Stocks took the early lead in the market, then oil pulled ahead, but by the closing bell, it was clear: Everybody wins!
Stocks and oil typically move in opposition, but not today. A late-day rally in financials spurred by short covering propelled the Dow to a triple-digit gain, while oil ended near $127 a barrel.
"Oil has come a long way in a short time," said Bruce McCain, senior vice president and head of investment strategy at Key Private Bank in Cleveland. "Our intial take is that this is a bit of a reflexive retracement of oil."
The Dow Jones Industrial Average gained 186.13, or 1.6 percent, to close at 11583.69. For the month, which ends Thursday, the blue-chip index is up 2.1 percent.
The S&P 500 advanced 1.7 percent. The Nasdaq was the lagging index, rising just 0.4 percent, dragged down by Garmin after the gadget maker dispatched a dismal outlook.
Financials AIG , Bank of America and Citigroup had started the day at the top of the Dow leaderboard, then were replaced by oil giants Chevron and ExxonMobil when oil rebounded from its 12-week low, before staging a late-day rally and clawing their way back up the Dow.
When the final bell rang, Chevron and Exxon remained at the top of the Dow leaderboard, but they were followed closely by Alcoa , Bank of America, AIG, Disney and Citigroup.
jumped more than $4 a barrel to settle at $126.77 a barrel, after a surprise drop in US gasoline supplies and the unexpected resignation of Israel's prime minister. Earlier, the EIA reported that crude inventories declined by 100,000 barrels last week to 295.2 million barrels.
McCain said his team thinks the current rebound is probably just a natural knee-jerk after the recent run-up in oil prices and that oil will probably go lower again soon. "The fundamental factors have shifted dramatically in favor of lower oil prices," he said, citing a tapering in demand from China after an initial runup for the Olympics.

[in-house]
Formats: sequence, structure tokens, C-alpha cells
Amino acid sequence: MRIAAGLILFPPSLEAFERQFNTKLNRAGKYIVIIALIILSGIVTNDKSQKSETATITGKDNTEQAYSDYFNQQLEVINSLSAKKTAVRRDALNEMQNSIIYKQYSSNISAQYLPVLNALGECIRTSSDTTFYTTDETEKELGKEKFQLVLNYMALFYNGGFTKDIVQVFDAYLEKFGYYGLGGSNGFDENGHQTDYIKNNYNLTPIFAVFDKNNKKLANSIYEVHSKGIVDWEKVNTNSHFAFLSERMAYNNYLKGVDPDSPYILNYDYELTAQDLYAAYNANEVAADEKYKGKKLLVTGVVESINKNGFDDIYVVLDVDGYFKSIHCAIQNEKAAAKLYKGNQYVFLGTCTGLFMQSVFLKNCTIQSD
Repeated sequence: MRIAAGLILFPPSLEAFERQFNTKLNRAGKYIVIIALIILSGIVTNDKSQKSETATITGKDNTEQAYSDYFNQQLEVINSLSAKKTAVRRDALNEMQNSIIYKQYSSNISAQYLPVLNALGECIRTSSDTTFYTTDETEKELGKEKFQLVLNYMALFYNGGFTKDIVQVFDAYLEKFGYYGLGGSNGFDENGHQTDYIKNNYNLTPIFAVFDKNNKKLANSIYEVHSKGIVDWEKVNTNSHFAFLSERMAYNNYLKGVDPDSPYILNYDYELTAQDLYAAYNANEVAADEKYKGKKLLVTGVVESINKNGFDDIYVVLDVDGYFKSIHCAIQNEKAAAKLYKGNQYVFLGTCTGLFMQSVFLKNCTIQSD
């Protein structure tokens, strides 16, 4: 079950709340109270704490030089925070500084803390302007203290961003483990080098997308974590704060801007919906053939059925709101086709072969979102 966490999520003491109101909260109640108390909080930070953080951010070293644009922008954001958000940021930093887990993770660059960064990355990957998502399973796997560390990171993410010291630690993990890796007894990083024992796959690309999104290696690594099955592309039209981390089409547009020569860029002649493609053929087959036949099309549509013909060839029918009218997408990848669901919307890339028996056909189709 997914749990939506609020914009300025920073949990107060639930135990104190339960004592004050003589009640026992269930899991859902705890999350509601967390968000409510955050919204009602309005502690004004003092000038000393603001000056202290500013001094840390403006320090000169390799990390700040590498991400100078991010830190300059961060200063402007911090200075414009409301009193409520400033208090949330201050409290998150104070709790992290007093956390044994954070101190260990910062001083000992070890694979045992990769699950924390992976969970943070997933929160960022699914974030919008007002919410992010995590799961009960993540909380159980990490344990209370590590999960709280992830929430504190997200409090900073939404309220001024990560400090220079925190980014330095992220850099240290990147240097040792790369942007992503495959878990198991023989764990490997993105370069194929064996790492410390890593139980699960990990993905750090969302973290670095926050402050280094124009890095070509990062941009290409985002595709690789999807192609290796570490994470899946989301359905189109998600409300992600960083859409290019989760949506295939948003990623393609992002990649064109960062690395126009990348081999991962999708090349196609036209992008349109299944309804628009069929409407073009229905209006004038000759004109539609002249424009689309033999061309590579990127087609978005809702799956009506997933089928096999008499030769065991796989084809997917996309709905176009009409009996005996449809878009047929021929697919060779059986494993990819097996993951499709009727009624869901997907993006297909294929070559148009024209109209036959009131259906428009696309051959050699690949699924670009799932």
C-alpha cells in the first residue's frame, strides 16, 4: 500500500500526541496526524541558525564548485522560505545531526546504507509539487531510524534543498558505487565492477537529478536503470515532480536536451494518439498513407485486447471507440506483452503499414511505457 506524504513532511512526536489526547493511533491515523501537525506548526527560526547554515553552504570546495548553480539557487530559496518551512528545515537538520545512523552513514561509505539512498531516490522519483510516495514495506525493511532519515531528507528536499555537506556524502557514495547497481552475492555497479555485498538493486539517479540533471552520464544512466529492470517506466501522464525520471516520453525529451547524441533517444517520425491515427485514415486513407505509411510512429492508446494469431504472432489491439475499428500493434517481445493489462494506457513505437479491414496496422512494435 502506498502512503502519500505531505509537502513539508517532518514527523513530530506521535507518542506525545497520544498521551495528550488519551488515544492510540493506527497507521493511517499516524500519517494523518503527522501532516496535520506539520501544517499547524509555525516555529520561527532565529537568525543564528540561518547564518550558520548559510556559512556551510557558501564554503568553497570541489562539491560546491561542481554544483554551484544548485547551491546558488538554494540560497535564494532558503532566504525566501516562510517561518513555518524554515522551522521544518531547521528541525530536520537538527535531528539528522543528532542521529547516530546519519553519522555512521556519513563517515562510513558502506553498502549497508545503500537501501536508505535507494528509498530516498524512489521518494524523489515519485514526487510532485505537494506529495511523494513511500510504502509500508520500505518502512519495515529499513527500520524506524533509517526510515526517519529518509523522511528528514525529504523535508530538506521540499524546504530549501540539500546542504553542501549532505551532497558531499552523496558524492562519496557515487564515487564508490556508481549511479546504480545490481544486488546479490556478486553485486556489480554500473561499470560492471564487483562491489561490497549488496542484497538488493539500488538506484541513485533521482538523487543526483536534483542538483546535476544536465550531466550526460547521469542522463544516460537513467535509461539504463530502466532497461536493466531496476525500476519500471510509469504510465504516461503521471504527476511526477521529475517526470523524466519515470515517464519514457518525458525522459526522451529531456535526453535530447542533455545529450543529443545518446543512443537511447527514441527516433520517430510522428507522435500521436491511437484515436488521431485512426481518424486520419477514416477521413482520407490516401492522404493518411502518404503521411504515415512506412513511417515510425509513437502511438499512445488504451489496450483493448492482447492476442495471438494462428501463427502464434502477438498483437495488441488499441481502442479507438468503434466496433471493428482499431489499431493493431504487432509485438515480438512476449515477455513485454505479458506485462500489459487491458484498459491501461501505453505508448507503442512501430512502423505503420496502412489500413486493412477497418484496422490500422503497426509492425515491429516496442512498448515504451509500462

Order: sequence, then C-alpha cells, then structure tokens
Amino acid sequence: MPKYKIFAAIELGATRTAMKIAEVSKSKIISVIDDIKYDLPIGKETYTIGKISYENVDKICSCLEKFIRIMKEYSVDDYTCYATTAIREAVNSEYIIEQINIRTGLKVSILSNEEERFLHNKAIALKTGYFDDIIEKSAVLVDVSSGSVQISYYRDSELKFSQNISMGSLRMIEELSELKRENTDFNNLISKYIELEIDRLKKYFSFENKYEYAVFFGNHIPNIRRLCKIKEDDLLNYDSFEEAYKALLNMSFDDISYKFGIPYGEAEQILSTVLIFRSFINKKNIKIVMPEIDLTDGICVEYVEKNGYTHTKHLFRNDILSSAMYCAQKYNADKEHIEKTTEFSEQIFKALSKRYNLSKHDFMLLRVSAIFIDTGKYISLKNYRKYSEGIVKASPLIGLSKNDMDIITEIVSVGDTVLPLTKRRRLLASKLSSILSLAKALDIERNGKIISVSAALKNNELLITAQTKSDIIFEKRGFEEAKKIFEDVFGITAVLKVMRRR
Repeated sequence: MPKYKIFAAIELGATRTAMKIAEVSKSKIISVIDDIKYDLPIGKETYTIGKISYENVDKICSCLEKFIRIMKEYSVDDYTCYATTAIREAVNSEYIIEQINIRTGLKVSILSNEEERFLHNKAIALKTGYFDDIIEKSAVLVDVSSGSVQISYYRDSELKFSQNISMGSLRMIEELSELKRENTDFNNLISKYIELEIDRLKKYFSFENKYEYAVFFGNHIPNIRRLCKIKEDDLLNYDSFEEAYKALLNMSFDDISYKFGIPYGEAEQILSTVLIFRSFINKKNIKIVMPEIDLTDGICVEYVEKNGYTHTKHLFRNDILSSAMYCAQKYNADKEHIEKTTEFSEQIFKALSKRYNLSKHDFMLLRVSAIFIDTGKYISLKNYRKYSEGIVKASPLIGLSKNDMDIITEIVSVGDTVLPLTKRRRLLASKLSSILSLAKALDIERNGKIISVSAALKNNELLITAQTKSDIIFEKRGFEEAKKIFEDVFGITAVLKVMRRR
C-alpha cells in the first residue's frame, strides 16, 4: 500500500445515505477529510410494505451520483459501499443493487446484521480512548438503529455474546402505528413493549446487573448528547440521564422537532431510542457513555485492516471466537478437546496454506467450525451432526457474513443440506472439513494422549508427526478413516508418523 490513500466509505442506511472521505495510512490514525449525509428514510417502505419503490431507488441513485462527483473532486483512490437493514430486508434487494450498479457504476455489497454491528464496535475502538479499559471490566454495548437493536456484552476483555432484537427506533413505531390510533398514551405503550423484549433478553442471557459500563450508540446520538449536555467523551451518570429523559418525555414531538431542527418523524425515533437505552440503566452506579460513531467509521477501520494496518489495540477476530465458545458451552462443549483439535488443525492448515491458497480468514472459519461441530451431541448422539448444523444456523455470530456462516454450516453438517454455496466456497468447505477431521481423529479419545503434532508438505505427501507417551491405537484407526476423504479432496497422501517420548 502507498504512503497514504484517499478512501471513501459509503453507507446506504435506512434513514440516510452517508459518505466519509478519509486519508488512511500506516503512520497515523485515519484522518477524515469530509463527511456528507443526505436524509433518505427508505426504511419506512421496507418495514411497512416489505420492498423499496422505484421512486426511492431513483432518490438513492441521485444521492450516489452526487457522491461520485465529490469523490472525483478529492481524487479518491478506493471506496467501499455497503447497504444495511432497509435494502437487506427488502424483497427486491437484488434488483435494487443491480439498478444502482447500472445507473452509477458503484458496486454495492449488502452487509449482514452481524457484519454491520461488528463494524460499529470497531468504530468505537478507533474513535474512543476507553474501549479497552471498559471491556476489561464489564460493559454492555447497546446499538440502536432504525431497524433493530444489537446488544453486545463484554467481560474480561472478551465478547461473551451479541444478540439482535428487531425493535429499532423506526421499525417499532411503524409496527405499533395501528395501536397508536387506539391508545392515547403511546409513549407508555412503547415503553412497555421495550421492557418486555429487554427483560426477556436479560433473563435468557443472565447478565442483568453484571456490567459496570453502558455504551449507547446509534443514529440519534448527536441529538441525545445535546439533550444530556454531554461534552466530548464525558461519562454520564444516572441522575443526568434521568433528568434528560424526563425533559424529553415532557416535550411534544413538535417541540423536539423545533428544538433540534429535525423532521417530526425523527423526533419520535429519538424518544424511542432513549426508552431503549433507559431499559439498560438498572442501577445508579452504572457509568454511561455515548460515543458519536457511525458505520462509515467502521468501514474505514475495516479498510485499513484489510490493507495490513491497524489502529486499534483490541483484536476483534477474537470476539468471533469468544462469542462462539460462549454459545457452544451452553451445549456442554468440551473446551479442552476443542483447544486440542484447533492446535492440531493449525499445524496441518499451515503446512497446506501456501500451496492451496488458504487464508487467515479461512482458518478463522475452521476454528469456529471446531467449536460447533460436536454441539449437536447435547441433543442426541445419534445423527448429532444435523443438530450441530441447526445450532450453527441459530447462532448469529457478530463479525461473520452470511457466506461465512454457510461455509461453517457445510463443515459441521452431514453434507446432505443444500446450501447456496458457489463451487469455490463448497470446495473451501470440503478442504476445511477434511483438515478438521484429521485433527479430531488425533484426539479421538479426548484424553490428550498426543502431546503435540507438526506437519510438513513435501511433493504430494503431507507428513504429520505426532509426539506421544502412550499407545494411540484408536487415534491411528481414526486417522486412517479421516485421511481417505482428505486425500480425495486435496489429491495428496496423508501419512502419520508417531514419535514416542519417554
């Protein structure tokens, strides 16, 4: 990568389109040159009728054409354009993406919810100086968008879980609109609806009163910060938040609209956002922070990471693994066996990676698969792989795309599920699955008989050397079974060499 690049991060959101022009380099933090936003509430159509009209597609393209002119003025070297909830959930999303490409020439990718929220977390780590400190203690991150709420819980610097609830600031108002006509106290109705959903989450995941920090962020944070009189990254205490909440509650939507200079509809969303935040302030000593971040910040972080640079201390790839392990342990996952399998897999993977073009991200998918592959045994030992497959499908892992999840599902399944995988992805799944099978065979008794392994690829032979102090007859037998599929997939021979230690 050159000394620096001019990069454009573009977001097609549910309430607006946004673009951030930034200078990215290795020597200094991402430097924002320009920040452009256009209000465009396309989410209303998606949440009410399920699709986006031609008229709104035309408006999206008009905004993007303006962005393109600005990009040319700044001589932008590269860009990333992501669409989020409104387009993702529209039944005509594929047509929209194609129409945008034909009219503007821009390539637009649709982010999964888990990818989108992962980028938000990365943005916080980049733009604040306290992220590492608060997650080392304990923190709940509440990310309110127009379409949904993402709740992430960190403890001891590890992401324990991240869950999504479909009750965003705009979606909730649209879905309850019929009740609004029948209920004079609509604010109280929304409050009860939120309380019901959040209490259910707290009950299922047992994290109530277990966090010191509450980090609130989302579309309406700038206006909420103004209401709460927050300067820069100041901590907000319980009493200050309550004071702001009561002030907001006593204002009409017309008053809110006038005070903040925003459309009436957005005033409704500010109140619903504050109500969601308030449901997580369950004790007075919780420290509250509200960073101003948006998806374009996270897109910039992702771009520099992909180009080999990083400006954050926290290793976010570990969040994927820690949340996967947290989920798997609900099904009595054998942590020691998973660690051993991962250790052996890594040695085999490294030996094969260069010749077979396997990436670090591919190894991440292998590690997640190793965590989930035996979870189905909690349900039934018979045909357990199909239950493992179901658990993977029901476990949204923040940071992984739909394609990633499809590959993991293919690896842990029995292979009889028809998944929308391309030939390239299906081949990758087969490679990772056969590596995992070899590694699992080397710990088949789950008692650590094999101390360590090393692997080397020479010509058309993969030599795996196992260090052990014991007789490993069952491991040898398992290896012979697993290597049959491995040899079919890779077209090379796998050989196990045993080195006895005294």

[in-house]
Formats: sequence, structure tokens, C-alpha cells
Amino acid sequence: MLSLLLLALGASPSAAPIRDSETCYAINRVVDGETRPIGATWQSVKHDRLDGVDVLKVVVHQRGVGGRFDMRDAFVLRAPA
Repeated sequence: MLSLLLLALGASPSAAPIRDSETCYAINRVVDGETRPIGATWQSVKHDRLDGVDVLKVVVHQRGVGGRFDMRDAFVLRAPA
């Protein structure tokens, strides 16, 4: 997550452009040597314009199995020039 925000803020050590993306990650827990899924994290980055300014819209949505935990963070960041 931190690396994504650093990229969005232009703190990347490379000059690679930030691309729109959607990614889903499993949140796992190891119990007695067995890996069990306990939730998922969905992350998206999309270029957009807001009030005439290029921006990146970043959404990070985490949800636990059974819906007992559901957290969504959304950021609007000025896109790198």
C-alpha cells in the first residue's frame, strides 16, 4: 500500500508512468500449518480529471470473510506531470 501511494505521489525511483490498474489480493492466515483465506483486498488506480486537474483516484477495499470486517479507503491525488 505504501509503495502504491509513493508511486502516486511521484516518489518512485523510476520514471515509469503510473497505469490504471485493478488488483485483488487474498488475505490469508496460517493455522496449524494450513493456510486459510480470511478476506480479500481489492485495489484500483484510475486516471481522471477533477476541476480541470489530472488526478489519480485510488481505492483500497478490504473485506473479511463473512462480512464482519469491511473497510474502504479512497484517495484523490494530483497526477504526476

"We wouldn't be surprised to see oil go as low as $100 a barrel -- or even lower," McCain said, but specified this retracement could push oil up a lot further before that happens.
Giving an early boost to the market, ADP reported that private employers added 9,000 jobs to their payrolls in July. That came as a surprise to economists, who had expected a decline.
The report is closely watched for insight into the government's jobs report, which is the big data point this week, due out on Friday. Economists surveyed by Reuters expect to see nonfarm payrolls shed 75,000 jobs in July, which would be the seventh straight month of job losses. However, the ADP doesn't have a stellar track record for forecasting what the government reports, so Friday could bring a different surprise. Strategists say one key thing to watch on Friday is the prior month's revisions, which give a better impression of the overall job picture.
Taking a bird's eye view, Paul Nolte, director of investments at Hinsdale Associates, points out that payrolls number has been negative all year, leaving the current 12-month average at roughly zero. "Before we get to the bottom of this recession, expect to see the 12-month average drop to minus-100,000," he said.
"Across the board there are a lot of different markets that are at very critical pivot points and the market is really deciding which way to take it," Donna Heidkamp, senior trading advisor from RJO Futures, told "Worldwide Exchange," adding that stocks are likely to trade sideways and stay choppy all week.
The market was buzzing about two government moves this morning: The Federal Reserve has decided to extend its emergency-lending program for Wall Streetthrough Jan. 30. That was initially slated to end in September. Also, the SEC extended its emergency rule curbing short sellingon major financial firms through Aug. 12.
Shares of Fannie Mae and Freddie Mac advanced 5.3 percent and 3.7 percent, respectively, boosted by the extension on the short-selling rule and the president's approval of the housing-rescue plan.
Weakness seeped into homebuilders after a report showed mortgage applications dropped to the slowest pace since December 2000 last week. Most homebuilders ended down at least 1 percent.